Study: Kids Who Start Swimming At Young Age Are Smarter

Study: Kids Who Start Swimming At Young Age Are Smarter

Teaching your kids to swim offers a tremendous amount of benefits. Not only does it build confidence and improve co-ordination, but it is a great cardiovascular workout. A new study has revealed that getting your little ones into the pool earlier may also help them to reach some of their cognitive, physical, and language developmental milestones earlier than their peers.

For their study, which has been called the world’s most comprehensive study on kids and swimming, a team of experts from the Griffith Institute for Educational Research, interviewed parents of kids aged 5 and under from New Zealand, Australia, and the United States, over a three year period. Researchers gave parents an inclusive list of milestones and asked them to identify their child’s achievements.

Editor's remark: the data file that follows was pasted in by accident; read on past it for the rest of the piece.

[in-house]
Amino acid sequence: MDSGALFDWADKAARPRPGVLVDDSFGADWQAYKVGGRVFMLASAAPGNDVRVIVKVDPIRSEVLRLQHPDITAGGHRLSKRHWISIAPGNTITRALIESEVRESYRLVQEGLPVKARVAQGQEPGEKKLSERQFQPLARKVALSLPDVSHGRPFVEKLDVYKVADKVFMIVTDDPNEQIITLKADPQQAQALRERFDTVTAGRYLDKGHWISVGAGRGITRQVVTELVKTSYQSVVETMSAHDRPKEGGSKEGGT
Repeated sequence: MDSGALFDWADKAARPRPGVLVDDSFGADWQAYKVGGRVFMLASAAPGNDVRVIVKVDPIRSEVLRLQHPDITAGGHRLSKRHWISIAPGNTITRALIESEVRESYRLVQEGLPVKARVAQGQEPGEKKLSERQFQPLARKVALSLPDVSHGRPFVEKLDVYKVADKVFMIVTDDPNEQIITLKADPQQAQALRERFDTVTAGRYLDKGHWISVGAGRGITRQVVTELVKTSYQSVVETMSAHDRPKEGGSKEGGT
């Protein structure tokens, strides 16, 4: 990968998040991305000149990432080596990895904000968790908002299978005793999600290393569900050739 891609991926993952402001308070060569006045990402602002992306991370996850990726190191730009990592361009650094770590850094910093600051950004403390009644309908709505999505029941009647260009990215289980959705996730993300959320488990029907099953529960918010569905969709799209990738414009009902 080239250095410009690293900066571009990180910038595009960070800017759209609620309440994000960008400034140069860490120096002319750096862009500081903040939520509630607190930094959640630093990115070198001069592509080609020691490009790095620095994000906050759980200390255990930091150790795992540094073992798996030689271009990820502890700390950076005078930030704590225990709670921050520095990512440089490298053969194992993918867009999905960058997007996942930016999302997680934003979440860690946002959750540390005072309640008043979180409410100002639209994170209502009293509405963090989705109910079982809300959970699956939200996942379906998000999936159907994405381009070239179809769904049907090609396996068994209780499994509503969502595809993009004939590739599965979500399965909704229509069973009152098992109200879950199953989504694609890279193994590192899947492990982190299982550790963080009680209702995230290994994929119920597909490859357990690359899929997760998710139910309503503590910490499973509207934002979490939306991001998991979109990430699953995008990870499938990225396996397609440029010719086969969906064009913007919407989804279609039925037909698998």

To remove the chance of parental bias, the scientists also observed the 180 children aged 3 to 5 who participated in intensive testing.

Lead researcher, Professor Robyn Jorgensen, noted that children who were taught to swim when they were young were able to learn a variety of skills before other children in their age group. “Many of these skills are those that help young children into the transition into formal learning contexts such as pre-school or school.”

Regardless of the family’s socio-economic background, the differences between the kids who learned how to swim and those who did not were significant.

In fact, researchers found that the two higher socio-economic groups performed better in the testing than the two lower groups, but in total all 4 groups had better scores than the normal population. Additionally, there was no difference in the results between boys and girls.

The researchers were surprised to find that these children also performed significantly better in visual-motor skills, including:

cutting paper

coloring in lines

drawing lines

making shapes

The focus group also had better scores in mathematically-related tasks and rated higher with their oral expression.

The authors concluded:

“Many of these skills are highly valuable in other learning environments and will be of considerable benefit for young children as they transition into pre-schools and school.”

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